6 Mediterranean Biodiversity 'Hotspots' Identified by New International Conservation Plan

atlas mountains morocco photo

The Atlas Mountains in Morocco are among six 'priority areas' recently identified in the Mediterranean region. Photo: FrenchSelfCatering.com/Creative Commons

Home to forests, shrublands, wetlands, and alpine landscapes, the Taurus Mountains (Toros Dağları) in southern Turkey contain examples of almost all of the varied habitats found around the Mediterranean -- making the area a natural pick for a new plan designating six "priority areas" to protect in order to preserve the region's beauty and rich biodiversity.Last week, a group of conservationists and international donors united under the Critical Ecosystem Partnership Fund "unveiled a map of six areas on the Mediterranean rim aimed at guiding policy for preserving precious habitats and threatened species," Agence France-Presse reported. This first-ever international plan to save the Mediterranean Basin's biodiversity is, it added, "being supported by what is described as a first installment of $10 million to help biodiversity conservation over the next five years."

Places at Risk from Morocco to Syria
In addition to the Taurus Mountains, the list comprises the Atlas Mountains in Morocco; the Tell Atlas in Algeria and Tunisia; the Orontes Valley and Lebanon Mountains in Lebanon, Syria, and Turkey; the Cyrenaican Peninsula in Egypt and Libya; and lakes, mountains, and coastlines in the Southwest Balkans. Between them, the six areas cover millions of hectares of wetlands, desert, and mountains and are home to hundreds of endemic species, including Mediterranean monk seals, the critically endangered Egyptian tortoise, the last wild populations of Barbary macaque, and one of just three remaining breeding colonies of the bald ibis.

"The Mediterranean Basin's extraordinary place in human history and its role linking European, Middle Eastern, and North African cultures has been made possible by its incredible ecology -- from the abundance of its sea and the fertility of its lands to the rich variety of plants, mammals, birds, reptiles, amphibians, and invertebrates. This ecology is still crucial for the economic and social development of the Mediterranean," said CEPF grant director John Watkin.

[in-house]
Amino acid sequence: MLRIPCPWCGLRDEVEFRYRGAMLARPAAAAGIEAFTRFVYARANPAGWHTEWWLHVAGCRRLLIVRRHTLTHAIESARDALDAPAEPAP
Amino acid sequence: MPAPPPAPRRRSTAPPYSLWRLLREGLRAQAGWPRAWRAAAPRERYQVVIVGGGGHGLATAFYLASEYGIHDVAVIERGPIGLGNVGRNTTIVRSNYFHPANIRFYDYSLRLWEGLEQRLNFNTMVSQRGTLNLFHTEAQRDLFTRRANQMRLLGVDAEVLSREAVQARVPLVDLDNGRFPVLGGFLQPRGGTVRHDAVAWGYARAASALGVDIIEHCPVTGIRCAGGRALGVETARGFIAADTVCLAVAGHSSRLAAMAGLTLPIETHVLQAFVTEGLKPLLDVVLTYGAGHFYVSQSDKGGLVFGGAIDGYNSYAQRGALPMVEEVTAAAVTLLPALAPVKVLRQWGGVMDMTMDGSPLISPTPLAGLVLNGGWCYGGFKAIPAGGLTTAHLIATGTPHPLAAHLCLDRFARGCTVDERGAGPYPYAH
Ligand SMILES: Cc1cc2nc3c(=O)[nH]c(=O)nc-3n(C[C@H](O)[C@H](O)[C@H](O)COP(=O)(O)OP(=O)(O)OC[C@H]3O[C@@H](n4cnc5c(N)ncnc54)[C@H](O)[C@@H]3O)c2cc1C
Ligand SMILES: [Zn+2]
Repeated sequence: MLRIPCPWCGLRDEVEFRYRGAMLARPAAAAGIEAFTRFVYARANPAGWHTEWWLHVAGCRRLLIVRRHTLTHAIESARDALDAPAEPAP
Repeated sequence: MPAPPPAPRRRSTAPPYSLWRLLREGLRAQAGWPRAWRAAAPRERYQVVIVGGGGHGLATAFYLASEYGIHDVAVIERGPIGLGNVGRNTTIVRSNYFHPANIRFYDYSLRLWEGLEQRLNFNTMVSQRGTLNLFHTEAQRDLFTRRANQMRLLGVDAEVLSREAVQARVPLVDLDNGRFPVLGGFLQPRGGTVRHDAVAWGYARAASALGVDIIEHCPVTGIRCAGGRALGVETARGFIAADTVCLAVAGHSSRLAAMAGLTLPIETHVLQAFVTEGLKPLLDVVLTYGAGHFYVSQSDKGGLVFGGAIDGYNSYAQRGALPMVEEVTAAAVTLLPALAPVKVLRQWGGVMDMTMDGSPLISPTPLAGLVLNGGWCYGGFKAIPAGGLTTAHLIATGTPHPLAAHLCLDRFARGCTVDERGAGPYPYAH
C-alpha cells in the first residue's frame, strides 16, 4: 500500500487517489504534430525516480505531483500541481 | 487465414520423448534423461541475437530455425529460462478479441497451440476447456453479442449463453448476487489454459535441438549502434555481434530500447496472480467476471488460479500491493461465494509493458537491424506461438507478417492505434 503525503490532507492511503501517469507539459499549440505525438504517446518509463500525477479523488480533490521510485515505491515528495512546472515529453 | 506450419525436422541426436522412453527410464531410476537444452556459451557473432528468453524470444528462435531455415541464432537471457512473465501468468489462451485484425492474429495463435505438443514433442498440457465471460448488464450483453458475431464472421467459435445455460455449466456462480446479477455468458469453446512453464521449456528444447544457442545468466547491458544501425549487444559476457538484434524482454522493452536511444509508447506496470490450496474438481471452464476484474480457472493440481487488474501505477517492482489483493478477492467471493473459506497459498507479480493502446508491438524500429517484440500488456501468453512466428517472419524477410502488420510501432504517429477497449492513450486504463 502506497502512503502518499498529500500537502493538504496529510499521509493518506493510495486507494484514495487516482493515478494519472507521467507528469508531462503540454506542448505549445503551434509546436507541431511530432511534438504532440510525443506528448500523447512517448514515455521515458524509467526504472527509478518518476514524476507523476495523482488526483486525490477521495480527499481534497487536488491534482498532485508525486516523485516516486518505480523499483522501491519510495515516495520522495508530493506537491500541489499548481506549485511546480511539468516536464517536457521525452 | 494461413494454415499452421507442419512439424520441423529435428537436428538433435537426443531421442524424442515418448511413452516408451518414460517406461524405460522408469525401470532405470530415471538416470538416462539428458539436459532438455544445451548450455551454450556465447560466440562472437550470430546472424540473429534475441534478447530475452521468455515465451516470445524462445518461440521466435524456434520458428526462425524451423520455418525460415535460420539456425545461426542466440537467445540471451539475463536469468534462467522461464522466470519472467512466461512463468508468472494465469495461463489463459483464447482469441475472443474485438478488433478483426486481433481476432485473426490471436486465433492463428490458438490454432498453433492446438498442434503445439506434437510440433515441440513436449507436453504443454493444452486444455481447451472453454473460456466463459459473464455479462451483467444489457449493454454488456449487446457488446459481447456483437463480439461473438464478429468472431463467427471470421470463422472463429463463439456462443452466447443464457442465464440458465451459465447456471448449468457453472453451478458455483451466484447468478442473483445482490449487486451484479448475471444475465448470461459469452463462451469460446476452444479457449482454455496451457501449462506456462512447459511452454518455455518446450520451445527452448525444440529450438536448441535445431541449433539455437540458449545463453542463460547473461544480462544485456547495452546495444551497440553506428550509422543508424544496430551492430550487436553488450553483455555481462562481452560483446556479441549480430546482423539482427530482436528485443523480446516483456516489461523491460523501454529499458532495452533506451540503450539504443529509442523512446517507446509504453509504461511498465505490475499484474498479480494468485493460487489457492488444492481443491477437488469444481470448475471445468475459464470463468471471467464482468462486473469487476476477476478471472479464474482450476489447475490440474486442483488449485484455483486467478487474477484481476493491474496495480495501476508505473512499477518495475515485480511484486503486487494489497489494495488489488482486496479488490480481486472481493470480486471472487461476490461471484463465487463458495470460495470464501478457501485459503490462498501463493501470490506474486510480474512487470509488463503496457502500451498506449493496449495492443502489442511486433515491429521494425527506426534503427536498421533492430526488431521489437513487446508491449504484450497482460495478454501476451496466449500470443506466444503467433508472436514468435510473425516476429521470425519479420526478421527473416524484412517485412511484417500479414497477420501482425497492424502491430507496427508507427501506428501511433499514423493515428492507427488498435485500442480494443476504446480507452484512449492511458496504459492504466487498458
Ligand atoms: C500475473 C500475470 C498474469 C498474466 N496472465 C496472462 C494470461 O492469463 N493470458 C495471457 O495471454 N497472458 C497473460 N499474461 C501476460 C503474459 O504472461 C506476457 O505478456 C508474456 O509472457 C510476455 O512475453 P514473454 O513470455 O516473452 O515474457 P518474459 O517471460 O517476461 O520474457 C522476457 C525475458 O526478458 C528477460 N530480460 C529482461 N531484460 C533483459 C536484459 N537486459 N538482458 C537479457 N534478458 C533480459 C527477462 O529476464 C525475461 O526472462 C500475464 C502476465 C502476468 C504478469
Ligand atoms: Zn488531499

Threats from Dams, Roads, and Tourism
But in a region home to nearly half a billion people and visited by more than 220 million tourists each year, these biological riches are endangered. The variety of threats they face include unsustainable tourism development, hunting and overfishing, agricultural expansion and overgrazing, dam construction, overexploitation of plants, road building, and unsustainable use of the region's limited fresh water resources.

The challenges are compounded by the Mediterranean region's complexity, according to Güven Eken of Turkey's Doğa Derneği (Nature Association), which led the work. "It covers 34 countries with numerous languages, alphabets, cultures, and religions," Eken said in a press release. "It is also seriously threatened, with only 5 percent of native habitat remaining.... Much damage has already been done, but finally we have a strategy that transcends national boundaries and can protect this incredible place."

More about the Mediterranean:
Gray Whale, Extinct for Centuries, Sighted in Mediterranean
Dragonflies Go Thirsty in Mediterranean, Threatened with Extinction
The Heat is On: Summer Fires Rage in Mediterranean
The World's Largest Forest of Rare Black Coral Found in Mediterranean
UNEP: Mediterranean Can No Longer Be a Garbage Dump
Kate Humble Supports Endangered Mediterranean Sea Turtles

6 Mediterranean Biodiversity 'Hotspots' Identified by New International Conservation Plan
Home to forests, shrublands, wetlands, and alpine landscapes, the Taurus Mountains (Toros

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